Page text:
Lemsford Mill Gallery

 


In the archives of Lemsford Local History Group  various articles show the following information:

The Mill ­ Lemsford Mill is probably one of four mills on the River Lea at Hatfield recorded in the Domesday Book in 1086 and is known to have milled flour since the 12th century. By the 19th century the miller was a tenant of the Brocket Hall Estate when the Lords Melbourne and Palmerston, two of Queen Victoria¹s Prime Ministers, were landlords. The ancient wooden clad mill collapsed in the mid-1800s but was quickly rebuilt in 1863. Its reconstruction is commemorated by a plaque depicting a lion holding a star set in the yellow brickwork on the back of the mill. It is reputed that upon seeing a beautiful young maiden on the village bridge, J.P. Skelly wrote the music hall song ŒNellie Dean¹ whilst visiting The Mill. Milling continued over eight centuries right up until 1913 when Lemsford Mill became a private residence and later on an engineering works. In 2004 it was purchased by Ramblers Holidays Ltd and converted to offices.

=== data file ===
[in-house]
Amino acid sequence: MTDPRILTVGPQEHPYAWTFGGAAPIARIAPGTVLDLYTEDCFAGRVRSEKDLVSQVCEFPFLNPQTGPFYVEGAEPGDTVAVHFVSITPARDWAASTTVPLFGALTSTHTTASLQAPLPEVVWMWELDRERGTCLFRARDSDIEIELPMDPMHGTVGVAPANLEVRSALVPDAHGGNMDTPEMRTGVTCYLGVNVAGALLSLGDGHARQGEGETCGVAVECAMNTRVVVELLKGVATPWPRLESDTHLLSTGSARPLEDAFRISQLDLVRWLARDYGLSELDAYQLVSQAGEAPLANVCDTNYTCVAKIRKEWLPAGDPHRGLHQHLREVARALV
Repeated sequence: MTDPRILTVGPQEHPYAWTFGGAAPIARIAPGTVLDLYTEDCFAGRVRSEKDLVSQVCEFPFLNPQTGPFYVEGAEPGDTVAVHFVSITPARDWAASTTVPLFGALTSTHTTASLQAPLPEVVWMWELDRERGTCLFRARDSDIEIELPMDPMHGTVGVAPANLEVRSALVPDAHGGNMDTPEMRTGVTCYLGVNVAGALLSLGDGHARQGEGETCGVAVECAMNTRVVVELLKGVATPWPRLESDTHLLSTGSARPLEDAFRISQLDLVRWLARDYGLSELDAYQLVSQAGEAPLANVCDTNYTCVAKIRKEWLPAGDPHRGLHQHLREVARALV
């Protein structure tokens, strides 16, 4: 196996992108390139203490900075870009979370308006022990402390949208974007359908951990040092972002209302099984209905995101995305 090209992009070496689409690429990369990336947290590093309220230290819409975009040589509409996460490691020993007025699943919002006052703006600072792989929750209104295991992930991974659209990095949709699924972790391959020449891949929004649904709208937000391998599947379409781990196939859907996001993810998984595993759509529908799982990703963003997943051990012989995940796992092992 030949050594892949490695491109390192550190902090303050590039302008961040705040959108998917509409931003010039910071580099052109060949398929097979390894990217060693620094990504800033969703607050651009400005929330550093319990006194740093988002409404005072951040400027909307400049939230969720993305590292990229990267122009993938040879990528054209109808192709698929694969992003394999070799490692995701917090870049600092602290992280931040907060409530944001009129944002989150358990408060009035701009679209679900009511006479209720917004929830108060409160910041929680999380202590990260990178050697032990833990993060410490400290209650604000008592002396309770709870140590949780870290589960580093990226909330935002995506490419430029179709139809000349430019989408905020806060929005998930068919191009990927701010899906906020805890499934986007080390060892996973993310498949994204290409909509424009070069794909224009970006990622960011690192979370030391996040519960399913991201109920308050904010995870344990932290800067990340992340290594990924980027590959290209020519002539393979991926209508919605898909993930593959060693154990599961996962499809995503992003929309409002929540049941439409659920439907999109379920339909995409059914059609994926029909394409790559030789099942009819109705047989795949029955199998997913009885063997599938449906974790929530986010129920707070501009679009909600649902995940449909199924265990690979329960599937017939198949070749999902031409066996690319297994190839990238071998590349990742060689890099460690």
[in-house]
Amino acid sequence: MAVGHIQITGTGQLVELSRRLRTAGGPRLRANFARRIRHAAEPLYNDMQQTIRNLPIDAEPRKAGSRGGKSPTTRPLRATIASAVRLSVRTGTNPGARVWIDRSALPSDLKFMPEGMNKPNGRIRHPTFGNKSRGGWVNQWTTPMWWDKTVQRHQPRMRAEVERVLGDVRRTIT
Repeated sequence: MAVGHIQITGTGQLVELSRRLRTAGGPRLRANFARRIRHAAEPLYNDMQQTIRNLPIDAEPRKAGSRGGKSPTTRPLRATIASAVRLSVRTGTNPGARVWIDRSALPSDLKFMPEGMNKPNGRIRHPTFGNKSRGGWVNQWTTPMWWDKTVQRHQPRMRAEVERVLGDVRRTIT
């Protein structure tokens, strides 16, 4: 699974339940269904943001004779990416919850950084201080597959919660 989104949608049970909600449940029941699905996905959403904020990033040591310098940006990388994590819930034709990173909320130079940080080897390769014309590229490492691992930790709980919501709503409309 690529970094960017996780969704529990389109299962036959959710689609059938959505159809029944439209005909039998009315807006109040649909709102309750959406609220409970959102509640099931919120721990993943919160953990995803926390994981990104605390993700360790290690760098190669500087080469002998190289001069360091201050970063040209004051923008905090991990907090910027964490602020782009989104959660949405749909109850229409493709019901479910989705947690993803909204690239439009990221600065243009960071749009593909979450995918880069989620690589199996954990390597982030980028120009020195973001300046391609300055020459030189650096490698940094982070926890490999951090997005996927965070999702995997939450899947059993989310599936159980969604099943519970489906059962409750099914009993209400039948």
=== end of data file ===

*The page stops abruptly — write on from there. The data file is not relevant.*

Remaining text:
The Waterwheel ­ Tradition has it that in the early 1900s the waterwheel was adapted to generate electricity for The Mill House, making it one of the earliest houses in the area to have electric power. If so, this was a precursor to an innovative development in 2005 when, as part of the refurbishment of The Mill, Ramblers Holidays installed a new waterwheel to generate electricity by hydropower. The breast-shot wheel is the first of its kind to generate electricity in Britain. On average over half of their daily office usage is generated and any excess in the evenings and at weekends goes into the National Grid.


To view Ramblers Holidays website Click Here

 

 


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